Third party intermediaries (TPIs) are failing to engage their clients on energy efficiency services, initial survey data collected by The Energyst has revealed.
Of 97 organisations polled to date on energy efficiency actions, 40 respondents buy their energy through a TPI.
The majority (75%) of firms that use a TPI spend at least £1m per year on energy and 60% have a dedicated energy manager. Some 60% completed an Esos audit while 12.5% are ISO50001 compliant.
However, of those that contract via a TPI, only 22% said their intermediary had actively engaged them on energy efficiency services.
Efforts by energy suppliers are almost as poor. Of 57 organisations polled that buy direct from energy suppliers, only 28% said suppliers had engaged them on energy efficiency services.
Energy suppliers and TPIs make much of their profits from selling energy. While it could be argued that turkeys are unlikely to vote for Christmas, both suppliers and some of the larger TPIs are now actively pursuing revenue growth via energy services. The findings, while from a small sample, suggest room for improvement from both sectors in terms of customer engagement.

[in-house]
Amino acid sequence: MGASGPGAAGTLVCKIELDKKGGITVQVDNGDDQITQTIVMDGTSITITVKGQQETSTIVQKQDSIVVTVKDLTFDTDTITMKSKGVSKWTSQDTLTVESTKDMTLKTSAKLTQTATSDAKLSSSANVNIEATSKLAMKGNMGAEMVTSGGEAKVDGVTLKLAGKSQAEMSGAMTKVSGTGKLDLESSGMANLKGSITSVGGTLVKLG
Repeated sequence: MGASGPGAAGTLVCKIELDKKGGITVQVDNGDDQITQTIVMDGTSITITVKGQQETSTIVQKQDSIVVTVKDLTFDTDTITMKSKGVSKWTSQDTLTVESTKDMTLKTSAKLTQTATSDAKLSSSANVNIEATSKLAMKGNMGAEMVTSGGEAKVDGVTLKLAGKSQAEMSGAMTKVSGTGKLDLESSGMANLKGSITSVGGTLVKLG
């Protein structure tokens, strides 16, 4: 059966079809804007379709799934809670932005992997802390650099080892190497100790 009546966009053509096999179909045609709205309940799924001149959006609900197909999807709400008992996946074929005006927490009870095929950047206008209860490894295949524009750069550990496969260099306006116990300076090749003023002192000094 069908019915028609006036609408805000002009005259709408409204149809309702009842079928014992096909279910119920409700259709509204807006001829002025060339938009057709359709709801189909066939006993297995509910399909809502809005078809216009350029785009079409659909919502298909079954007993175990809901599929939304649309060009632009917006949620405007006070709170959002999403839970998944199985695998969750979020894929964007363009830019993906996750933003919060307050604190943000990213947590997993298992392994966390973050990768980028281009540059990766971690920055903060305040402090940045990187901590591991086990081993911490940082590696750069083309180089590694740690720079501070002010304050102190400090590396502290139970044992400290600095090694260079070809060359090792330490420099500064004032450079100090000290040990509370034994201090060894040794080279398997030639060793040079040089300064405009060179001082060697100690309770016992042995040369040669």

The survey explores drivers and barriers to improving energy efficiency within both large and small organisations and will form part of a forthcoming report, sponsored by Eon.
So far, the data suggests that around two thirds of respondents mandated to take an energy audit under the Esos energy efficiency scheme have taken some form of action. However, despite Esos requiring directors to sign off the audit, 60% of respondents said energy had not moved up the board agenda as a result.
Meanwhile, for respondents not captured by Esos legislation, finance (cited by 58% of smaller firms) remains the biggest perceived barrier to energy efficiency investment.
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